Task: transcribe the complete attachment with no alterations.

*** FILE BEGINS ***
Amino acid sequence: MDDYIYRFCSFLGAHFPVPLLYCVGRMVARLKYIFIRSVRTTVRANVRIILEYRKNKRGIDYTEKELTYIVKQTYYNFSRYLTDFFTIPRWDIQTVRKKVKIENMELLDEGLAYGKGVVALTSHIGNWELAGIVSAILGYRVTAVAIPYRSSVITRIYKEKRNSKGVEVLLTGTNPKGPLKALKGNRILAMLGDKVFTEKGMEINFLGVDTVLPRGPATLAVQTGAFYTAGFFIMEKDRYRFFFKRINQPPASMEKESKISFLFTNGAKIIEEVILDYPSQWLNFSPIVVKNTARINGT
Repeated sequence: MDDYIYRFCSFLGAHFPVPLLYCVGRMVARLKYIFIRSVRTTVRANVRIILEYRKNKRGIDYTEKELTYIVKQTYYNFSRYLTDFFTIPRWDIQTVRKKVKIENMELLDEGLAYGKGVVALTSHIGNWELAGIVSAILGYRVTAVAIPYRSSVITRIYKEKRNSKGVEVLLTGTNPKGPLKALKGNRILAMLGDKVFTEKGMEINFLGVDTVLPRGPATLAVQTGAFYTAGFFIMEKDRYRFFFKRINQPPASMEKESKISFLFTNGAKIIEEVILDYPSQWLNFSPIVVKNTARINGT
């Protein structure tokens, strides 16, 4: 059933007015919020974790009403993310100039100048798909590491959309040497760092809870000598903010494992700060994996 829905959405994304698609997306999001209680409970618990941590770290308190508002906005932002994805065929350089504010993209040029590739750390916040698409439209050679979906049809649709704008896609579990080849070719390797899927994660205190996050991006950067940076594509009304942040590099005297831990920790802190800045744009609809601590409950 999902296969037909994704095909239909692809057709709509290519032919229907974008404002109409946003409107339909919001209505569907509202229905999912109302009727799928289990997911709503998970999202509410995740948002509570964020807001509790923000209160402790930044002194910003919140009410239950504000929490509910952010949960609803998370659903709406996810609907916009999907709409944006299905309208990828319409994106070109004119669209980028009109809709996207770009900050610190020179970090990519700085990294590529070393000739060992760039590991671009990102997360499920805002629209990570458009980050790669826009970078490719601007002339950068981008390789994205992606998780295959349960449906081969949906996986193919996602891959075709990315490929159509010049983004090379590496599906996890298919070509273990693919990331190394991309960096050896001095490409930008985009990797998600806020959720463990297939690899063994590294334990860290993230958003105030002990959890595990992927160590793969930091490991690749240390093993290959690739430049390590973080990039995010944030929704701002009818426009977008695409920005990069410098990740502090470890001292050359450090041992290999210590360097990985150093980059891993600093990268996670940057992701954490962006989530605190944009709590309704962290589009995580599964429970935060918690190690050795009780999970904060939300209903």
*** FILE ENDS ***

Amino acid sequence: MDDYIYRFCSFLGAHFPVPLLYCVGRMVARLKYIFIRSVRTTVRANVRIILEYRKNKRGIDYTEKELTYIVKQTYYNFSRYLTDFFTIPRWDIQTVRKKVKIENMELLDEGLAYGKGVVALTSHIGNWELAGIVSAILGYRVTAVAIPYRSSVITRIYKEKRNSKGVEVLLTGTNPKGPLKALKGNRILAMLGDKVFTEKGMEINFLGVDTVLPRGPATLAVQTGAFYTAGFFIMEKDRYRFFFKRINQPPASMEKESKISFLFTNGAKIIEEVILDYPSQWLNFSPIVVKNTARINGT
Repeated sequence: MDDYIYRFCSFLGAHFPVPLLYCVGRMVARLKYIFIRSVRTTVRANVRIILEYRKNKRGIDYTEKELTYIVKQTYYNFSRYLTDFFTIPRWDIQTVRKKVKIENMELLDEGLAYGKGVVALTSHIGNWELAGIVSAILGYRVTAVAIPYRSSVITRIYKEKRNSKGVEVLLTGTNPKGPLKALKGNRILAMLGDKVFTEKGMEINFLGVDTVLPRGPATLAVQTGAFYTAGFFIMEKDRYRFFFKRINQPPASMEKESKISFLFTNGAKIIEEVILDYPSQWLNFSPIVVKNTARINGT
């Protein structure tokens, strides 16, 4: 059933007015919020974790009403993310100039100048798909590491959309040497760092809870000598903010494992700060994996 829905959405994304698609997306999001209680409970618990941590770290308190508002906005932002994805065929350089504010993209040029590739750390916040698409439209050679979906049809649709704008896609579990080849070719390797899927994660205190996050991006950067940076594509009304942040590099005297831990920790802190800045744009609809601590409950 999902296969037909994704095909239909692809057709709509290519032919229907974008404002109409946003409107339909919001209505569907509202229905999912109302009727799928289990997911709503998970999202509410995740948002509570964020807001509790923000209160402790930044002194910003919140009410239950504000929490509910952010949960609803998370659903709406996810609907916009999907709409944006299905309208990828319409994106070109004119669209980028009109809709996207770009900050610190020179970090990519700085990294590529070393000739060992760039590991671009990102997360499920805002629209990570458009980050790669826009970078490719601007002339950068981008390789994205992606998780295959349960449906081969949906996986193919996602891959075709990315490929159509010049983004090379590496599906996890298919070509273990693919990331190394991309960096050896001095490409930008985009990797998600806020959720463990297939690899063994590294334990860290993230958003105030002990959890595990992927160590793969930091490991690749240390093993290959690739430049390590973080990039995010944030929704701002009818426009977008695409920005990069410098990740502090470890001292050359450090041992290999210590360097990985150093980059891993600093990268996670940057992701954490962006989530605190944009709590309704962290589009995580599964429970935060918690190690050795009780999970904060939300209903």